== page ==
[Dalkey; 2012]

We are beasts: in our desires, in how we move through the world, in how we relate to our environments and the people around us. I am intrigued by fiction in which the line between people and animals is deliberately blurred, in which the façade of human civility is eroded. With the Animals, written by Swiss writer Noëlle Revaz and translated by W. Donald Wilson, is one such book, merciless and unwavering in baring the animal nature of the human race. This is a novel that tells a familiar story — that of a brutal marriage — in a shocking but strangely refreshing manner. You will not find trite melodrama or rehashed themes. With the Animals does not have a traditional sense of plot, diction, or characterization, but the story presented is nonetheless fully and brilliantly realized.

The premise is horrifying and inescapable. A man, Paul, who relates more to animals than to other people, is married. He calls his wife, Vulvia, “that stupid lump of a Vulva.” Paul is brutal, thinking so little of his wife as to try to erase her identity completely. He dismisses the woman she was before she met him and hardly considers the woman she has become to be worth his time and attention. Paul is a man who seems as confused by his wife as he is repulsed by her. The couple also has children, but how many is unclear. The children are mostly an indeterminate mass of youth — the “young ones” Paul calls them, because he cannot be bothered to know their names.

Early in the novel a new farmhand, George, comes to work the farm. At times, Paul welcomes the companionship. At other times he is paranoid George is trying to encroach upon his domain. What we really see is how George is sensitive to Vulvia’s plight and how he attempts to help her. He tries to teach Paul to be a kinder, gentler, and more affectionate husband.

The extent of Paul’s brutality reaches far: to how he speaks to and of his wife; to the way he beats her and rapes her; and to the cruel psychological games or “exercises” he uses to test her. When talking about how he treats his wife, he says:

It’s like the animals: when they’ve seen what a stick is for they think twice before they misbehave, and that’s the way to handle them, giving them to remember and respect the master.

Revaz is unrelenting in what she reveals about this man and this marriage, and the prose takes on a dense and overwhelming, if not suffocating, quality that mirrors what is being conveyed.

And still Revaz makes it possible to feel a certain empathy for Paul, a pity for how small he has made his world and how tightly he needs to control it. He harbors great affection for the cows he tends — unlike his children, he names the cattle, speaks to them, and takes special care to deliver the calves. There are also moments when he remembers his wife’s beauty or has a semblance of a kind thought about her. Paul has a heart even if he is not certain of how to use it.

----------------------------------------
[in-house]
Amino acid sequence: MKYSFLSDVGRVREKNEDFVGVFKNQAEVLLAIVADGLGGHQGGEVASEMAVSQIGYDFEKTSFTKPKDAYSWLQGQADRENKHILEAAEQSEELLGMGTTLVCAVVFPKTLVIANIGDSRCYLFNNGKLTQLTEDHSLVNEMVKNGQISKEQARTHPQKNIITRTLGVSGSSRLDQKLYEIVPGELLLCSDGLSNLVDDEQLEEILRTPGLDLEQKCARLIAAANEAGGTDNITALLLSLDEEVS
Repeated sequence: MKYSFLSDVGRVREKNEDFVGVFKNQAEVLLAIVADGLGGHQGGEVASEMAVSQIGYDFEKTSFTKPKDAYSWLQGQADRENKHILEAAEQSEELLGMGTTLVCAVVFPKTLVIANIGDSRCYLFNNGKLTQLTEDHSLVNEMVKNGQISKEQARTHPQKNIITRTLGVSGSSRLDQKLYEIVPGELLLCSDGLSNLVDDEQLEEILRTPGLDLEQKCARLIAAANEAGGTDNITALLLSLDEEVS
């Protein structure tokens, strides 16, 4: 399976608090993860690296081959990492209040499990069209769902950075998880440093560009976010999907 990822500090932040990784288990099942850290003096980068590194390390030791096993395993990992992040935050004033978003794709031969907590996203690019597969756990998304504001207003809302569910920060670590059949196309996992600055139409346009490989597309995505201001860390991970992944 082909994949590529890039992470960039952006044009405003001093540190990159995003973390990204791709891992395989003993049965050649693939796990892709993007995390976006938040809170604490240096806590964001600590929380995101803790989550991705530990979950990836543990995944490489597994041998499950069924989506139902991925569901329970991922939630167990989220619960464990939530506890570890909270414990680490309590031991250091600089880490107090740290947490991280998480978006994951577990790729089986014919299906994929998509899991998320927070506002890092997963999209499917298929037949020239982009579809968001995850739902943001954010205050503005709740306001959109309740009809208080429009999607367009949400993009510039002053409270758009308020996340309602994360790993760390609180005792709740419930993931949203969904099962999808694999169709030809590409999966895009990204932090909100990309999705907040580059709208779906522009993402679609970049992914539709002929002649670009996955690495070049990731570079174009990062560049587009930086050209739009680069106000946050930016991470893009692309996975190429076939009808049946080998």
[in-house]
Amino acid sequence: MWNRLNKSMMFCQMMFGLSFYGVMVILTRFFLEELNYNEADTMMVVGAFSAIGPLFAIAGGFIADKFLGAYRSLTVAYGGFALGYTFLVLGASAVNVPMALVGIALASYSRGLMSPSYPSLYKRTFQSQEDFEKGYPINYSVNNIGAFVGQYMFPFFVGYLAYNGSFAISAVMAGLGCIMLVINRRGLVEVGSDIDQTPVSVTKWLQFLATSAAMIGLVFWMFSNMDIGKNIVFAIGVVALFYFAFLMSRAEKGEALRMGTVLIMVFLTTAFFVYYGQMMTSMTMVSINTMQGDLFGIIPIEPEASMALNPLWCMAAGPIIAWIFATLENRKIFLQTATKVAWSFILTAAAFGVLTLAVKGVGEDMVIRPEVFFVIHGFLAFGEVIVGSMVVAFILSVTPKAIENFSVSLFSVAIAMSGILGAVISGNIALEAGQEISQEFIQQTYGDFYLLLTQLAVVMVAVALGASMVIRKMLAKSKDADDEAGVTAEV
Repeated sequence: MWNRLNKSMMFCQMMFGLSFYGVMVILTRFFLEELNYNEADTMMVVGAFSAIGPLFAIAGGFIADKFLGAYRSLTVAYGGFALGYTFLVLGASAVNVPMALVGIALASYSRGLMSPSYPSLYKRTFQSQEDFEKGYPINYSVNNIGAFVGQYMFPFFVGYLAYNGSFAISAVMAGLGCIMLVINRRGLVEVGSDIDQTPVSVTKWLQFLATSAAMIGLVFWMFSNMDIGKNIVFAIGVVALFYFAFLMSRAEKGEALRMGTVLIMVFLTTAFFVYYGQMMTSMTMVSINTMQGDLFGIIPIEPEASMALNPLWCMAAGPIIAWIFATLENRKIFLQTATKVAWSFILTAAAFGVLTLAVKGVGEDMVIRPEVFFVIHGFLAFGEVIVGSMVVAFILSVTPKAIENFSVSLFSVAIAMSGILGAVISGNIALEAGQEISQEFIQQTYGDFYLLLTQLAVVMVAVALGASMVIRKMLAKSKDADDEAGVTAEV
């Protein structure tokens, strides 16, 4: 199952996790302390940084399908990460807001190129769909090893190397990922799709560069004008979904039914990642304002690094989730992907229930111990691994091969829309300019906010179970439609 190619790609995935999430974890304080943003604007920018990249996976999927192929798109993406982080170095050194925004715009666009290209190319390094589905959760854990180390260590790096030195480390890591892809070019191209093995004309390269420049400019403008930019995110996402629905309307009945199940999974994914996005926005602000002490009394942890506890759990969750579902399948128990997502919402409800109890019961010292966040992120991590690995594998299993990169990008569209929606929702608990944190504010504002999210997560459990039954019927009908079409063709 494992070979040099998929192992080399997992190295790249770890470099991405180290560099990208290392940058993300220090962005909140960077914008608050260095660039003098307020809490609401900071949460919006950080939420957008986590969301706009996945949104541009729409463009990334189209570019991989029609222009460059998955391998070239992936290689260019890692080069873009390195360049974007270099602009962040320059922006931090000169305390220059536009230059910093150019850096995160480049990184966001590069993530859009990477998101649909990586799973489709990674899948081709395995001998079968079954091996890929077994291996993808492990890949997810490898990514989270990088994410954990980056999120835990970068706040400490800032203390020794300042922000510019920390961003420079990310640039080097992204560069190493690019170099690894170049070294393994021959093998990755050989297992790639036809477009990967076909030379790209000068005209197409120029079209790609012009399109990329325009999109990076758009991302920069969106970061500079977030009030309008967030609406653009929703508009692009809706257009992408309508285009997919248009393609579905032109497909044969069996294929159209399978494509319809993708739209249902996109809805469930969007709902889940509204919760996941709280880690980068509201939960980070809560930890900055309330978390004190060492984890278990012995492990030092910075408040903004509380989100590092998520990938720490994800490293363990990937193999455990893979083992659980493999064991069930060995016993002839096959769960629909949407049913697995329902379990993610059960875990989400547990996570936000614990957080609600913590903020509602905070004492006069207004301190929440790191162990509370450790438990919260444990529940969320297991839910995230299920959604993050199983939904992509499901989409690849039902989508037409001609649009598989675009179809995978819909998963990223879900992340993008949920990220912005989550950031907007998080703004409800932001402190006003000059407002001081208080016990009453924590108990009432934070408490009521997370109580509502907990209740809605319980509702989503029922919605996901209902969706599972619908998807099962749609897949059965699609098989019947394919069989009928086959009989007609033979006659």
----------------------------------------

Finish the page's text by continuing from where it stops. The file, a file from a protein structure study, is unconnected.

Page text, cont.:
One of the most intriguing aspects of With the Animals is the narration: both its unreliability and the rough, awkward dialect Paul uses. Even in his diction, Paul is not quite human. This dialect and the inconstancy of the narration obscure as much as they reveal. The narrative style is reminiscent of Emma Donoghue’s Room, and it is only through the main characters’ interactions with others that we get a clearer sense of the dynamics between them, as well as of the gravity of their confined circumstances.

Paul’s outlook is so darkly warped it is hard to know what’s real and what’s a figment of his narrow, repugnant perspective. A doctor comes to visit Vulvia because she has a tumor in her belly. Paul observes:

But Vulva she carries on with the play-acting, digging up vocabulary I’ve no clue where she gets it, and she even puts on a little false pitiful voice: she yarns that her husband never treats her right and she’s had enough on this farm, and she starts up her complaining, but the doctor he goes back to ferreting out about the husband.

Paul is unable to understand that his wife is human: capable of intelligent thought and conversation; capable of desires he has not ordained. Paul struggles with this realization time and again, shaping the novel’s primary tension. Paul grapples with his humanity, his wife’s humanity, and the consequences of being human.

At the end of the novel, Paul and Vulvia sit together. Paul places his hand on his wife’s shoulder. With another couple this could be a tender moment. But in this novel the gesture is not enough. With the Animals is not about a man growing into someone better, even though Revaz compels us to want him to. What makes this novel so remarkable are the fragile, fleeting moments when, despite everything we know, we hope a man can become more than an animal.


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